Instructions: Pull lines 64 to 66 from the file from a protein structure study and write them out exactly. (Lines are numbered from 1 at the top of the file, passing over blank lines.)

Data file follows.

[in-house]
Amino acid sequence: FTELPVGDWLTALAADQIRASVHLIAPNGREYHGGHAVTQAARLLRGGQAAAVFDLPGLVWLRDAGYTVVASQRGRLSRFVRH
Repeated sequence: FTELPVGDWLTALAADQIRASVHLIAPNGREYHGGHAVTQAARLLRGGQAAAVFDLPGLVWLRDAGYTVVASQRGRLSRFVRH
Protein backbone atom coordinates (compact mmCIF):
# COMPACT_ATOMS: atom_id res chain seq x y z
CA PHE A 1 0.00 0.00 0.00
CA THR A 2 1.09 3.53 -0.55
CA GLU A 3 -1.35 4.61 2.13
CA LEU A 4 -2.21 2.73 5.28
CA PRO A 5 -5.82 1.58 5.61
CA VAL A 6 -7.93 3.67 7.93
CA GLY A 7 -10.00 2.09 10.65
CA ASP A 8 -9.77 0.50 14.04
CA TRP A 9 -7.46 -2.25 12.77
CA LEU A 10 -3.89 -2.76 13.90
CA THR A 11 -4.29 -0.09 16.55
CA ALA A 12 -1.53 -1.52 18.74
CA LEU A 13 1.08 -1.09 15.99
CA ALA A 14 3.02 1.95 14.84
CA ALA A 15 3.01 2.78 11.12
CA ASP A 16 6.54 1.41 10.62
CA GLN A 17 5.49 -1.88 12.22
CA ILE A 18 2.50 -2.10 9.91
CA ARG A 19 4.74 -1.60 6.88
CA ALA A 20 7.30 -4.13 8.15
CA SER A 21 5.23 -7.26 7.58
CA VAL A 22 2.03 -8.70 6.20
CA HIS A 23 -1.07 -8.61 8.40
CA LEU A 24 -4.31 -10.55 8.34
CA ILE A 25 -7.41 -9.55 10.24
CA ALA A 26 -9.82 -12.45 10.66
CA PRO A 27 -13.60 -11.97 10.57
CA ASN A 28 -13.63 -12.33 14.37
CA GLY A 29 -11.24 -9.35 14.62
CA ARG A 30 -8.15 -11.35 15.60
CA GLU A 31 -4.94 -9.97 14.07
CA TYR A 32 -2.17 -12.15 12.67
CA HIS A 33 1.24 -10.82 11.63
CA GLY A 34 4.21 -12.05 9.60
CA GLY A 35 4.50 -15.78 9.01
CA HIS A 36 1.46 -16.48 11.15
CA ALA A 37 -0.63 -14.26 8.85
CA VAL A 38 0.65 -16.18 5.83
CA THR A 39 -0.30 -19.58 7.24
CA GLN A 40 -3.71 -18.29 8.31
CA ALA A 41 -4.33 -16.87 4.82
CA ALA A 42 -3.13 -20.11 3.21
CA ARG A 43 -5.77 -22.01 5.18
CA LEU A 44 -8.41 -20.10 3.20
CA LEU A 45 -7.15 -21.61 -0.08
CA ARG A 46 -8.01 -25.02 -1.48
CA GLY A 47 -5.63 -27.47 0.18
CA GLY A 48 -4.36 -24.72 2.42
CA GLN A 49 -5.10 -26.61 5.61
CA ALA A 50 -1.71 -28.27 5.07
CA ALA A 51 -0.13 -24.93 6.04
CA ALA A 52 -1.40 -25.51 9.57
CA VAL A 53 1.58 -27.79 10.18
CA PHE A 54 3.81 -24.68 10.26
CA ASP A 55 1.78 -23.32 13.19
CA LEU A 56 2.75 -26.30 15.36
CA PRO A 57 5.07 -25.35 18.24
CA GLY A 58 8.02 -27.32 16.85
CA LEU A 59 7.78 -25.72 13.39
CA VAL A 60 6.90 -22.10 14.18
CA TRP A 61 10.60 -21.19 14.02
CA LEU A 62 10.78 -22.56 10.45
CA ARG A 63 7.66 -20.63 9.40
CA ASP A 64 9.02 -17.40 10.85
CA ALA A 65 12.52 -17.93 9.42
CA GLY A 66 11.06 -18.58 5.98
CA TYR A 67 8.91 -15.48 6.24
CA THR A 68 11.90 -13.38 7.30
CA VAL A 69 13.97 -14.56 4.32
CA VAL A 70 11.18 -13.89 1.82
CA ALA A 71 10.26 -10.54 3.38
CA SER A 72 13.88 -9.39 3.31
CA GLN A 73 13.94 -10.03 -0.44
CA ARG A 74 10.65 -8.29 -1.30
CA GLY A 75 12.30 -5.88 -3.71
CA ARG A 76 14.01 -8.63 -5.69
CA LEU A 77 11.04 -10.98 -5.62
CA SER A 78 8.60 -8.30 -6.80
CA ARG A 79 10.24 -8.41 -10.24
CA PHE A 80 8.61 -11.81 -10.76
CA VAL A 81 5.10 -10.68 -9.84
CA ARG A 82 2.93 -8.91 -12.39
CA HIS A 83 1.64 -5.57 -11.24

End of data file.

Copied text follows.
CA LEU A 59 7.78 -25.72 13.39
CA VAL A 60 6.90 -22.10 14.18
CA TRP A 61 10.60 -21.19 14.02